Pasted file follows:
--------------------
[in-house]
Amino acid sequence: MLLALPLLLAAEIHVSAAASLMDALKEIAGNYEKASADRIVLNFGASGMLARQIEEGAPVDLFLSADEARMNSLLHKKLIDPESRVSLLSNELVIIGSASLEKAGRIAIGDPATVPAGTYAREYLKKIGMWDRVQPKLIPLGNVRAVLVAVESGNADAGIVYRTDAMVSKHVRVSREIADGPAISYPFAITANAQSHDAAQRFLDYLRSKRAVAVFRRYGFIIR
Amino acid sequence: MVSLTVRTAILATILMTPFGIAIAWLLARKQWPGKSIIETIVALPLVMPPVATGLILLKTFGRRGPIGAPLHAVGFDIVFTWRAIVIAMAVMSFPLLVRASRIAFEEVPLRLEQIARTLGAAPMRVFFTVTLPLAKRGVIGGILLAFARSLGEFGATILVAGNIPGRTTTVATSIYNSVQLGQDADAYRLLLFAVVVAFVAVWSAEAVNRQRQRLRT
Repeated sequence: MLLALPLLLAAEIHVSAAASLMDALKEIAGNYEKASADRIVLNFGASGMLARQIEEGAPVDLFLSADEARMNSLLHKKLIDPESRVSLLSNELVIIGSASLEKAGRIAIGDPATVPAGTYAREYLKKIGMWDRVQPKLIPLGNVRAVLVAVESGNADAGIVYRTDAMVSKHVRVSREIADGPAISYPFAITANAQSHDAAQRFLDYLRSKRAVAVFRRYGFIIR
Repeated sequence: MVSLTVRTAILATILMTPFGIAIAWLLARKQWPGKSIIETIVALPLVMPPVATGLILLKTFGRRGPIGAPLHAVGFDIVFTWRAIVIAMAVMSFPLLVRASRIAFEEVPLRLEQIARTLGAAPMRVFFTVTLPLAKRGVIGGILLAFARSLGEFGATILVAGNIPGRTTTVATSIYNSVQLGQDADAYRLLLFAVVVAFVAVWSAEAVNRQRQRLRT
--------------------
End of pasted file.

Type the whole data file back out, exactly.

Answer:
[in-house]
Amino acid sequence: MLLALPLLLAAEIHVSAAASLMDALKEIAGNYEKASADRIVLNFGASGMLARQIEEGAPVDLFLSADEARMNSLLHKKLIDPESRVSLLSNELVIIGSASLEKAGRIAIGDPATVPAGTYAREYLKKIGMWDRVQPKLIPLGNVRAVLVAVESGNADAGIVYRTDAMVSKHVRVSREIADGPAISYPFAITANAQSHDAAQRFLDYLRSKRAVAVFRRYGFIIR
Amino acid sequence: MVSLTVRTAILATILMTPFGIAIAWLLARKQWPGKSIIETIVALPLVMPPVATGLILLKTFGRRGPIGAPLHAVGFDIVFTWRAIVIAMAVMSFPLLVRASRIAFEEVPLRLEQIARTLGAAPMRVFFTVTLPLAKRGVIGGILLAFARSLGEFGATILVAGNIPGRTTTVATSIYNSVQLGQDADAYRLLLFAVVVAFVAVWSAEAVNRQRQRLRT
Repeated sequence: MLLALPLLLAAEIHVSAAASLMDALKEIAGNYEKASADRIVLNFGASGMLARQIEEGAPVDLFLSADEARMNSLLHKKLIDPESRVSLLSNELVIIGSASLEKAGRIAIGDPATVPAGTYAREYLKKIGMWDRVQPKLIPLGNVRAVLVAVESGNADAGIVYRTDAMVSKHVRVSREIADGPAISYPFAITANAQSHDAAQRFLDYLRSKRAVAVFRRYGFIIR
Repeated sequence: MVSLTVRTAILATILMTPFGIAIAWLLARKQWPGKSIIETIVALPLVMPPVATGLILLKTFGRRGPIGAPLHAVGFDIVFTWRAIVIAMAVMSFPLLVRASRIAFEEVPLRLEQIARTLGAAPMRVFFTVTLPLAKRGVIGGILLAFARSLGEFGATILVAGNIPGRTTTVATSIYNSVQLGQDADAYRLLLFAVVVAFVAVWSAEAVNRQRQRLRT